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The Heath Anthology of American Literature, Fifth Edition
Paul Lauter, General Editor

Tennessee Williams
(1911 - 1983)


Although invariably ranked second (just behind Eugene O’Neill) among American dramatists, Tennessee Williams is indisputably the most important southern playwright yet to emerge. Born Thomas Lanier Williams, in Columbus, Mississippi, where his much loved maternal grandfather was an Episcopalian minister, by 1919 he had been transplanted with his family to St. Louis, Missouri. The contrast between these two cultures—an agrarian South that looked back nostalgically to a partly mythical past of refinement and gentility, and a forward-looking urban North that valued pragmatism and practicality over civility and beauty—would haunt Williams throughout his life, providing one of the enduring tensions in his plays.

After attending the University of Missouri and Washington University in St. Louis, Williams followed his graduation from the University of Iowa in 1938 with a period of wandering around the country and a succession of odd jobs, including an unsuccessful stint as a scriptwriter in Hollywood. One of his filmscripts, however, became the genesis for his first great theatrical success during the 1944–45 season, The Glass Menagerie. In that “memory play,” the autobiographical narrator, Tom Wingfield, hopes that by reliving his desertion of his domineering mother and physically and psychically fragile sister, Laura, he will find release from the guilt of the past, thereby allowing his full maturation as a poet. Williams’s biographers Donald Spoto and Lyle Leverich remark (as have others before them) on the playwright’s lasting and decisive love for his schizophrenic sister Rose, clearly the model for Laura, and at least partially for Blanche in the classic A Streetcar Named Desire (1947), Catherine in Suddenly Last Summer (1958), the sister Clare in Out Cry (1973), and even for the largely factual Zelda Fitzgerald in Williams’s final Broadway play, Clothes for a Summer Hotel (1980). No other American dramatist has created women characters of such complexity, portrayed with deep understanding and sensitivity.

In his opening narration in Menagerie, Tom speaks of “an emissary from a world of reality that we were somehow set apart from” who threatens to upset the fragile escape into illusion that serves repeatedly in Williams’s dramas as a refuge for those who are physically, emotionally, or spiritually misbegotten and vulnerable, and yet because of this somehow special. One of Williams’s chief characteristics as a dramatist is his compassion for misfits and outsiders, perhaps fed early on by his own sexual orientation (he frankly discusses his homosexuality in the confessional Memoirs) and later, in the two decades before his death, by the increasingly negative critical reception of works that become excessively private. If there is a central ethical norm by which his characters must live, it is surely that espoused by the nonjudgmental artist Hannah in Night of the Iguana (1961): “Nothing human disgusts me unless it’s unkind, violent.”

Williams was a prolific author, a two-time winner of the Pulitzer Prize for Drama (for Streetcar and Cat on a Hot Tin Roof [1955]) and a four-time recipient of the New York Drama Critics Circle Award (for the above two plays as well as for Menagerie and Iguana). Along with two dozen full-length plays and two collections of one-acts, he wrote two novels, four collections of short fiction—among his finest stories, influenced by Hawthorne and Poe, are “Desire and the Black Masseur” and “One Arm”—two volumes of poetry, and several screenplays. Most are charged with a highly expressive symbolism and imbued with his recurrent attitudes and motifs: a somewhat sentimental valuation of the lost and lonely; a worship of sexuality as a means of transcending aloneness; a castigation of repression and excessive guilt; an abhorrence of the underdeveloped heart that refuses to reach out to others; a fear of time, the enemy that robs one of physical beauty and artistic vitality; and an insistence on the need for the courage to endure, to always continue onward—as Williams himself did as a writer.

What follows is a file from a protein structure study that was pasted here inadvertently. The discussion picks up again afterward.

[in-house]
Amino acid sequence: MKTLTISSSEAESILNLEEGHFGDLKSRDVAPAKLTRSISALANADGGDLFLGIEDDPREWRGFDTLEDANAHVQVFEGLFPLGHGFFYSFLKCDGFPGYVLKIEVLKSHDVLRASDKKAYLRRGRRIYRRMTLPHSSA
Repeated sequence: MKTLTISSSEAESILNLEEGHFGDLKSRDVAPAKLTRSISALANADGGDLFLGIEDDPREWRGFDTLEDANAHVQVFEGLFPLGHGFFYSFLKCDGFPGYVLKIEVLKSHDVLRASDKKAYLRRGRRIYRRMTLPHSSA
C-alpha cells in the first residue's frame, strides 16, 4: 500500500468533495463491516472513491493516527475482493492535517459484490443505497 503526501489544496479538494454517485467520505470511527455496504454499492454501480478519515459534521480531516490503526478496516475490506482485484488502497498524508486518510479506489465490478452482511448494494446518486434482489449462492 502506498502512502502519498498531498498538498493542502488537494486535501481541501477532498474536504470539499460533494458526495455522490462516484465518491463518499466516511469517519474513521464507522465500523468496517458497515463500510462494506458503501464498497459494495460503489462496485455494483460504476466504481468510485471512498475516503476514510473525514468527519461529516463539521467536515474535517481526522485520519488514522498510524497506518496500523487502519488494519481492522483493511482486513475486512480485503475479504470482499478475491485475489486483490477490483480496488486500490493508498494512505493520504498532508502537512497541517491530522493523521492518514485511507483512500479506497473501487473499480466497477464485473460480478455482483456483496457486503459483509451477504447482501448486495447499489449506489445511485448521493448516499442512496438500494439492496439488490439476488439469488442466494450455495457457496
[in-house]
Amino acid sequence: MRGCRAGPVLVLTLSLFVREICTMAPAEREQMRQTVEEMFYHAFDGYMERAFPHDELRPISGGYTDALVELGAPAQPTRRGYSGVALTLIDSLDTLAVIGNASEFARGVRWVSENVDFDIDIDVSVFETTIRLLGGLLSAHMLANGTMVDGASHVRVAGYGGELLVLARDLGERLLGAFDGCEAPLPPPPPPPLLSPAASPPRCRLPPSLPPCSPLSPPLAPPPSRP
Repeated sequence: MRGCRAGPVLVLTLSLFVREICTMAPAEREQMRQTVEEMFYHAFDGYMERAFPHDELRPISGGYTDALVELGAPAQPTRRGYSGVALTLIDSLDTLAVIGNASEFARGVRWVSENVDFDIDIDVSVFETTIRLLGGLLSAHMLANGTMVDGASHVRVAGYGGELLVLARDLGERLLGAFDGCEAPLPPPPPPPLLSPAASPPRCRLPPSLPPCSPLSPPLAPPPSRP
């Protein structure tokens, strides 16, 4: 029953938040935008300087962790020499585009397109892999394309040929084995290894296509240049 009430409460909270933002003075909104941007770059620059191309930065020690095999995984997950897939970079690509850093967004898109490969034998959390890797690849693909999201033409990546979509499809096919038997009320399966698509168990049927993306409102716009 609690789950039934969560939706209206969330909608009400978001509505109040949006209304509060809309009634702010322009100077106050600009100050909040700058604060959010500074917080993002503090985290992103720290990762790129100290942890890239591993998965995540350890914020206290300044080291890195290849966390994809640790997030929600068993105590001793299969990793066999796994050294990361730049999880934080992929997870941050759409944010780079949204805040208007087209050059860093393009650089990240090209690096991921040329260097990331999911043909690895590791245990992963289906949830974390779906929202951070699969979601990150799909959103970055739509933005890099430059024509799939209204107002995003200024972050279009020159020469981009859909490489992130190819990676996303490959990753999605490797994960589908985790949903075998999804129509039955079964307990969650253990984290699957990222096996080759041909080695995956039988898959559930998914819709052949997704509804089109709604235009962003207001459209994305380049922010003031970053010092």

Thomas P. Adler
Purdue University


Texts
In the Heath Anthology
Portrait of a Madonna (1945)

Other Works
The Theatre of Tennessee Williams (7 volumes) (1971-1981)
Memoirs (1975)
Where I Live: Selected Essays (1978)
Collected Stories (1986)



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Links

Love and Death in Tennessee Williams
(http://www.jackfritscher.com/tennessee/)
The complete text of John J. Fritscher's book on Williams.

Tennessee Williams
(http://www.imagi-nation.com/moonstruck/clsc9.htm)
Offers a biography and links related to his works.

The Mississippi Writers Page
(http://www.olemiss.edu/depts/english/ms-writers/dir/williams_tennessee/)
Provides a biography, list of works and adaptations and a bibliography of secondary sources.

The Tennessee Williams Annual Review
(http://www.middleenglish.org/tennessee/twar/twar.htm)
Information about the journal, including tables of contents for all issues.



Secondary Sources

Philip C. Kolin, ed., Tennessee Williams: A Guide to Research and Performance, 1998, pp 2-3, 7-10

Lyle Leverich, Tom: The Unknown Tennessee Williams, 1995

Nicholas Pagan, Rethinking Literary Biography: A Postmodern Approach to Tennessee Williams, 1993

Jo Beth Taylor, "A Streetcar Named Desire: Evolution of Blanche and Stanley," Publications of the Mississippi Philological Association, 1986, pp. 63-64




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